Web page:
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Der Giftpilz


Yes, it’s a Jewish toadstool.

In 1938, fanatical Nazi Julius Streicher published a children’s book called Der Giftpilz (The Poisoned Mushroom), which compared perfidious Jews to poisonous fungus.

“Our boys and girls must learn to know the Jew,” a mother warns her children. “They must learn that the Jew is the most dangerous poison mushroom in existence. Just as poisonous mushrooms spring up everywhere, so the Jew is found in every country in the world. Just as poisonous mushrooms lead to the most dreadful calamity, so the Jew is the cause of misery and distress, illness and death.”

Disturbingly, Streicher had worked as an elementary school teacher before joining the German army in 1914. He published propaganda for Hitler, and after Nuremberg he was the only sentenced Nazi to declare “Heil Hitler” before being hanged. At least he was consistent.

“Quake Hairs”

From a Scientific American account of a Thai earthquake on May 13, 1848:

During the shock, there spontaneously came out of the ground a species of human hairs in almost every place — in the bazaars, in the roads, in the fields, and the most solid places. These hairs, which are pretty long, stand upright and adhere strongly to the ground. When they are burned, they twist like human hairs and have a burned smell which makes it to be believed that they are really hairs; they all appeared in the twinkling of an eye during the earthquake. The river of Chantibun was all rippling, and bubbles rose to the surface, so that the water was quite white. It is thought that these hairs may have been produced by electricity.

Similar “hairs” have been reported after other Asian earthquakes. Some have been identified as fibers from the hemp palm Chamaerops fortunei, a native tree. Others remain unexplained.

Special Delivery


Where there’s a will, there’s a way. In 1849, Henry Box Brown escaped slavery by mailing himself to Philadelphia.

Brown stood 5’8″ and weighed 200 pounds, and he spent 26 hours in a box 2’8″ x 2′ x 3′. Unfortunately, he spent a lot of it upside down. “I felt my eyes swelling as if they would burst from their sockets,” he later wrote, “and the veins on my temples were dreadfully distended with pressure of blood upon my head.” The trip from Richmond covered 275 miles by overland express stage wagon.

When the box was opened, his first words were “How do you do, gentlemen?”

“The Racetrack”


In Death Valley, rocks move. No one’s actually seen it happen, but they leave tracks hundreds of feet long. Experts attribute the phenomenon to a combination of wind, ice, and mud, but some of the stones weigh as much as a man. One 700-pound rock disappeared altogether in May 1994. Hmm.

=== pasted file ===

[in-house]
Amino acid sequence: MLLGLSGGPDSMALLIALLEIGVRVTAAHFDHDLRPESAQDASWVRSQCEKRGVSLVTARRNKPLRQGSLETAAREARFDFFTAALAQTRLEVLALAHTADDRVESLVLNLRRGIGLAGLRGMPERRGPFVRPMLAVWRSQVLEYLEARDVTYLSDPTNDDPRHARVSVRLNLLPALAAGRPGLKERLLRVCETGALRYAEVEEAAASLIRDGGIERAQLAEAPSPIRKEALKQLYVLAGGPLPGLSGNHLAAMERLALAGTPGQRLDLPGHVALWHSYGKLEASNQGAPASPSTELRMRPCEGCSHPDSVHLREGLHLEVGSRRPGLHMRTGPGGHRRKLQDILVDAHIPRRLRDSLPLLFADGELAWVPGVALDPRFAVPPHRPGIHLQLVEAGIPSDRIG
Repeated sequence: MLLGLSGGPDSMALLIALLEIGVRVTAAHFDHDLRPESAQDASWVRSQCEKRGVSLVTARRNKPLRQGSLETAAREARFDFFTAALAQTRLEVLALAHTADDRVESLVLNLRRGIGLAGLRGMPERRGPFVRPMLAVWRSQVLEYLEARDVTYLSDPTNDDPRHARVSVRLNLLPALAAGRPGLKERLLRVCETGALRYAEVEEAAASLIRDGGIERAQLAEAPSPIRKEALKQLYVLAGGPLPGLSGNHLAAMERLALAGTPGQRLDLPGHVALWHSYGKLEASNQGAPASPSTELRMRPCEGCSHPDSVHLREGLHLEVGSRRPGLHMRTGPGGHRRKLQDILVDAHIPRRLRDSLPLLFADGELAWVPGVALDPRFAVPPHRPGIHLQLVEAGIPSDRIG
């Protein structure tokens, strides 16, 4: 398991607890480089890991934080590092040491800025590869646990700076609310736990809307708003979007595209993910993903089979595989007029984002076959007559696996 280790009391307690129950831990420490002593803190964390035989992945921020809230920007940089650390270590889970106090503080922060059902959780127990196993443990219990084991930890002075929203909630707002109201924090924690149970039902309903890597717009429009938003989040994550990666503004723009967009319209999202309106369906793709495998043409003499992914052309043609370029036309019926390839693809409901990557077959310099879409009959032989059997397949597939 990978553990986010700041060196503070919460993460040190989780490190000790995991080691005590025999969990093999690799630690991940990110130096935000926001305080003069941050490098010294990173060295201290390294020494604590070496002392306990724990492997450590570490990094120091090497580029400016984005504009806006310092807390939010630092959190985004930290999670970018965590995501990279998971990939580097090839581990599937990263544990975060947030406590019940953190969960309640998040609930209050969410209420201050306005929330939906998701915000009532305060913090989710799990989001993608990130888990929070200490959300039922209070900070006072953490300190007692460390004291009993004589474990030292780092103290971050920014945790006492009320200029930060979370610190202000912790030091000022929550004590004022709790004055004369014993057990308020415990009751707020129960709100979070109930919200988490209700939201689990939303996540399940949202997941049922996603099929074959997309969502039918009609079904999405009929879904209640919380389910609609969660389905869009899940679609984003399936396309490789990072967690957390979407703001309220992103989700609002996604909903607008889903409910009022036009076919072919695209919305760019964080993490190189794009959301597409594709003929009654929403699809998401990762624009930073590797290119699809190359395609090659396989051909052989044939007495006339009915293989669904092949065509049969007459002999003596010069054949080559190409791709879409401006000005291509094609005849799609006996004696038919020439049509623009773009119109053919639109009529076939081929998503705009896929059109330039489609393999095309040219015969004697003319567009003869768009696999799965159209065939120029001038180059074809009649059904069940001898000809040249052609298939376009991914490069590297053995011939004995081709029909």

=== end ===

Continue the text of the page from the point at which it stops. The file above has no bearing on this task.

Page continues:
A Premonition

In April 1865, Abraham Lincoln related the following story to his bodyguard, Ward Hill Lamon:

About ten days ago, I retired very late. I had been up waiting for important dispatches from the front. I could not have been long in bed when I fell into a slumber, for I was weary. I soon began to dream. There seemed to be a deathlike stillness about me. Then I heard subdued sobs, as if a number of people were weeping. I thought I left my bed and wandered downstairs. There the silence was broken by the same pitiful sobbing, but the mourners were invisible. I went from room to room; no living person was in sight, but the same mournful sounds of distress met me as I passed along. I saw light in all the rooms; every object was familiar to me; but where were all the people who were grieving as if their hearts would break? I was puzzled and alarmed. What could be the meaning of all this? Determined to find the cause of a state of things so mysterious and so shocking, I kept on until I arrived at the East Room, which I entered. There I met with a sickening surprise. Before me was a catafalque, on which rested a corpse wrapped in funeral vestments. Around it were stationed soldiers who were acting as guards; and there was a throng of people, gazing mournfully upon the corpse, whose face was covered, others weeping pitifully. “Who is dead in the White House?” I demanded of one of the soldiers, “The President,” was his answer; “he was killed by an assassin.” Then came a loud burst of grief from the crowd, which woke me from my dream. I slept no more that night; and although it was only a dream, I have been strangely annoyed by it ever since.

He was assassinated a few days later.

Entombed Animals


In October 1995 a group of Welsh high-school students discovered a 2-inch frog alive inside an old ring-pull can. The frog was much larger than the can’s opening, so it must have entered when it was small; the can’s sell-by date was May 1994, so it may have been trapped for a year or more.

How did it stay alive all that time? Possibly its odor attracted bugs, and rain and dew could have reached it through the can’s hole.